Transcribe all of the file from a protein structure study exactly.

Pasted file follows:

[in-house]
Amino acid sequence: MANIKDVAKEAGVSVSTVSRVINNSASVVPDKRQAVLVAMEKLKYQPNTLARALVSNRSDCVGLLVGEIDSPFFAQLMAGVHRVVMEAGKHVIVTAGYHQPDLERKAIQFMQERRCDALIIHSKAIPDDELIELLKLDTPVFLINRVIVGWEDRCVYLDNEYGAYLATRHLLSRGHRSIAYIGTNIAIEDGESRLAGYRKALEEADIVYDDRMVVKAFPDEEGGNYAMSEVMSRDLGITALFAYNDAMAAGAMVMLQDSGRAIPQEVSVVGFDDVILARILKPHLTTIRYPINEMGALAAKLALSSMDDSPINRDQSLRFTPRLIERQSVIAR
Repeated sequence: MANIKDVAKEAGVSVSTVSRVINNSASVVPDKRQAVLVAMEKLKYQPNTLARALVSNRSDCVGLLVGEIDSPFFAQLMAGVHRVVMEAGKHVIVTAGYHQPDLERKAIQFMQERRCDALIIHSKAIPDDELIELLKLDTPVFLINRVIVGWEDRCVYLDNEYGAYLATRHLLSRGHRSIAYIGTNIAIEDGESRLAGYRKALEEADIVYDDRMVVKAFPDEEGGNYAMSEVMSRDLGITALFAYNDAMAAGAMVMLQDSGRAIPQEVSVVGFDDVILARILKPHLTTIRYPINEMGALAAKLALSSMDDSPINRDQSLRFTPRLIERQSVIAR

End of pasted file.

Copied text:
[in-house]
Amino acid sequence: MANIKDVAKEAGVSVSTVSRVINNSASVVPDKRQAVLVAMEKLKYQPNTLARALVSNRSDCVGLLVGEIDSPFFAQLMAGVHRVVMEAGKHVIVTAGYHQPDLERKAIQFMQERRCDALIIHSKAIPDDELIELLKLDTPVFLINRVIVGWEDRCVYLDNEYGAYLATRHLLSRGHRSIAYIGTNIAIEDGESRLAGYRKALEEADIVYDDRMVVKAFPDEEGGNYAMSEVMSRDLGITALFAYNDAMAAGAMVMLQDSGRAIPQEVSVVGFDDVILARILKPHLTTIRYPINEMGALAAKLALSSMDDSPINRDQSLRFTPRLIERQSVIAR
Repeated sequence: MANIKDVAKEAGVSVSTVSRVINNSASVVPDKRQAVLVAMEKLKYQPNTLARALVSNRSDCVGLLVGEIDSPFFAQLMAGVHRVVMEAGKHVIVTAGYHQPDLERKAIQFMQERRCDALIIHSKAIPDDELIELLKLDTPVFLINRVIVGWEDRCVYLDNEYGAYLATRHLLSRGHRSIAYIGTNIAIEDGESRLAGYRKALEEADIVYDDRMVVKAFPDEEGGNYAMSEVMSRDLGITALFAYNDAMAAGAMVMLQDSGRAIPQEVSVVGFDDVILARILKPHLTTIRYPINEMGALAAKLALSSMDDSPINRDQSLRFTPRLIERQSVIAR